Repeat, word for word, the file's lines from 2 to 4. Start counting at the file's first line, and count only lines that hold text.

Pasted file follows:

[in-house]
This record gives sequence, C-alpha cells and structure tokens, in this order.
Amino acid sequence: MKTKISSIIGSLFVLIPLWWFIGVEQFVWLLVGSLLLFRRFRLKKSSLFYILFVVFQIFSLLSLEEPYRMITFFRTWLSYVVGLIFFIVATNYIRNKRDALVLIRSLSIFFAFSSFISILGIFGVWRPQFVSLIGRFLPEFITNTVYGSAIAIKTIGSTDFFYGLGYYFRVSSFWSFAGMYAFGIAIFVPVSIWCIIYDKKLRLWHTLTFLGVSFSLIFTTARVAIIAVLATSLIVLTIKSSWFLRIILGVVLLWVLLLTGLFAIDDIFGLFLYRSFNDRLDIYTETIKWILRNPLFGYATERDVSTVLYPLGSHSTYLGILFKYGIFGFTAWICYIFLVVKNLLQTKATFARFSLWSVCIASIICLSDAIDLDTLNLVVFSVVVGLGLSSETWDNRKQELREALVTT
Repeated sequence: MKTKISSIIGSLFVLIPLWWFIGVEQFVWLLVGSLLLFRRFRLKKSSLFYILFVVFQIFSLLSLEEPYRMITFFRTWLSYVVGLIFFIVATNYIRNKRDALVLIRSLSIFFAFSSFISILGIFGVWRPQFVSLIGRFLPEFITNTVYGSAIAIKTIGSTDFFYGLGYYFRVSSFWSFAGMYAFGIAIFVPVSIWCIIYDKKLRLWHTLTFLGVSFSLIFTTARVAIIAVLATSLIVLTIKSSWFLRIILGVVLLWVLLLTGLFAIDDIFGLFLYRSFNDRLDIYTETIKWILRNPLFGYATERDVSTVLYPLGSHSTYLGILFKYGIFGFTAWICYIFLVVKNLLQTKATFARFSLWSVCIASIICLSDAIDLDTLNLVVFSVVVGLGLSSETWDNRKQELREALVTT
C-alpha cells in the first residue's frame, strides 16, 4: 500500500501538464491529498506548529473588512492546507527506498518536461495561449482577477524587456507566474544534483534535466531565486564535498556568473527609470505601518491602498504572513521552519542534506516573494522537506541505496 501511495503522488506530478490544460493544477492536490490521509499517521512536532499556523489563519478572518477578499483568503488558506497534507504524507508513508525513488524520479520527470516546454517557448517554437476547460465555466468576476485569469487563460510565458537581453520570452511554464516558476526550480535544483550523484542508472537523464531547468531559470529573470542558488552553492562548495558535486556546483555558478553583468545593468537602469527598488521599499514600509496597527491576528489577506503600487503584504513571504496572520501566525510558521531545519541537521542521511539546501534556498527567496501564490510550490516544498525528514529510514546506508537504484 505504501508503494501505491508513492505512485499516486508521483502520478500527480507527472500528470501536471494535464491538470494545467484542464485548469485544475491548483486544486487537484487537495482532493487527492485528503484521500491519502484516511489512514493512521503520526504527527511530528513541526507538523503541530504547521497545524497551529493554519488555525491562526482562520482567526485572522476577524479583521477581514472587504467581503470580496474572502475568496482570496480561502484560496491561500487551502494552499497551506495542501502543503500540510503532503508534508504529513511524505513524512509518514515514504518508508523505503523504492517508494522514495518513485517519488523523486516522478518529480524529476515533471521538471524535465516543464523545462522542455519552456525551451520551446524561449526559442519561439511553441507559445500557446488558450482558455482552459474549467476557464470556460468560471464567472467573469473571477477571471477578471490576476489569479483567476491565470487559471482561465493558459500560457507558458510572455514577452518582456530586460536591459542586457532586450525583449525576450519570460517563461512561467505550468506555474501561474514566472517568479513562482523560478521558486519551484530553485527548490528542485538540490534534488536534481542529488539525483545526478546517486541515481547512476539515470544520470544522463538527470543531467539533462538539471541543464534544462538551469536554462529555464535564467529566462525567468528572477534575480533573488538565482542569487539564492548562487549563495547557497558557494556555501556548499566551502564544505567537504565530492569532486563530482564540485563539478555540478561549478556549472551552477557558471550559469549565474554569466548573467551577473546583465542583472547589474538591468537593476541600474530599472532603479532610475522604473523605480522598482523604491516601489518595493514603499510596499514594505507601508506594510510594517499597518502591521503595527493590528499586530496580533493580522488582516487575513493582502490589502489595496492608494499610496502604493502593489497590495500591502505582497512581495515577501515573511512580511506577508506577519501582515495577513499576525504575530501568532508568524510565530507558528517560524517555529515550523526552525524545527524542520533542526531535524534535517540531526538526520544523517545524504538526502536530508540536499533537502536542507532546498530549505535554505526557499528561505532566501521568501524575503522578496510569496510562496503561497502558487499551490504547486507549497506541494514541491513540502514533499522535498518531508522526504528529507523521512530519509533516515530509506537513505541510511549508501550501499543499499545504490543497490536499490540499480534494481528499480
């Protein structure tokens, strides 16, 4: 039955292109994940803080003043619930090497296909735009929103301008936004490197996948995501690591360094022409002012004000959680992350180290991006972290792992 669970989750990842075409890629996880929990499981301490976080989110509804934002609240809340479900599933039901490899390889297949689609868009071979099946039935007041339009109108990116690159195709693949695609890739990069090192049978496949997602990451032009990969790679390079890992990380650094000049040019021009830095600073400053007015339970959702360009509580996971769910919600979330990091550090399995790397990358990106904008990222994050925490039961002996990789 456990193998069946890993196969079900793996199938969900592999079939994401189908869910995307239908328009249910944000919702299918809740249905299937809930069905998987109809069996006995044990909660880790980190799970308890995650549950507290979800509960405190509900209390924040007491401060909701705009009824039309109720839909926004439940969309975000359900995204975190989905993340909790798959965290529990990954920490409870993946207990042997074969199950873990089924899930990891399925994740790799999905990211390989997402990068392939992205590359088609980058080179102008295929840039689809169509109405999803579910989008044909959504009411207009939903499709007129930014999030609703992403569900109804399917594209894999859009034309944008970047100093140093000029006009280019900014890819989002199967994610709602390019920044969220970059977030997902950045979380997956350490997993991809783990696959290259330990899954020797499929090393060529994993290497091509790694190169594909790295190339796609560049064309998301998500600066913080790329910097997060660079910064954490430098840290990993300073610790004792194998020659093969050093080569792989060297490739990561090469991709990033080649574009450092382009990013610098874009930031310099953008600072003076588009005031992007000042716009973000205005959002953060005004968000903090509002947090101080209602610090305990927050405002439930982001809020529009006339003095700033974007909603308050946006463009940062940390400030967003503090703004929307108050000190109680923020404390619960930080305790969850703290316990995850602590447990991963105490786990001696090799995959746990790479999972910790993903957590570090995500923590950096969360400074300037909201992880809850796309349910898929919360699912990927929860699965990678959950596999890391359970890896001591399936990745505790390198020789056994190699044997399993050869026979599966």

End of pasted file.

This record gives sequence, C-alpha cells and structure tokens, in this order.
Amino acid sequence: MKTKISSIIGSLFVLIPLWWFIGVEQFVWLLVGSLLLFRRFRLKKSSLFYILFVVFQIFSLLSLEEPYRMITFFRTWLSYVVGLIFFIVATNYIRNKRDALVLIRSLSIFFAFSSFISILGIFGVWRPQFVSLIGRFLPEFITNTVYGSAIAIKTIGSTDFFYGLGYYFRVSSFWSFAGMYAFGIAIFVPVSIWCIIYDKKLRLWHTLTFLGVSFSLIFTTARVAIIAVLATSLIVLTIKSSWFLRIILGVVLLWVLLLTGLFAIDDIFGLFLYRSFNDRLDIYTETIKWILRNPLFGYATERDVSTVLYPLGSHSTYLGILFKYGIFGFTAWICYIFLVVKNLLQTKATFARFSLWSVCIASIICLSDAIDLDTLNLVVFSVVVGLGLSSETWDNRKQELREALVTT
Repeated sequence: MKTKISSIIGSLFVLIPLWWFIGVEQFVWLLVGSLLLFRRFRLKKSSLFYILFVVFQIFSLLSLEEPYRMITFFRTWLSYVVGLIFFIVATNYIRNKRDALVLIRSLSIFFAFSSFISILGIFGVWRPQFVSLIGRFLPEFITNTVYGSAIAIKTIGSTDFFYGLGYYFRVSSFWSFAGMYAFGIAIFVPVSIWCIIYDKKLRLWHTLTFLGVSFSLIFTTARVAIIAVLATSLIVLTIKSSWFLRIILGVVLLWVLLLTGLFAIDDIFGLFLYRSFNDRLDIYTETIKWILRNPLFGYATERDVSTVLYPLGSHSTYLGILFKYGIFGFTAWICYIFLVVKNLLQTKATFARFSLWSVCIASIICLSDAIDLDTLNLVVFSVVVGLGLSSETWDNRKQELREALVTT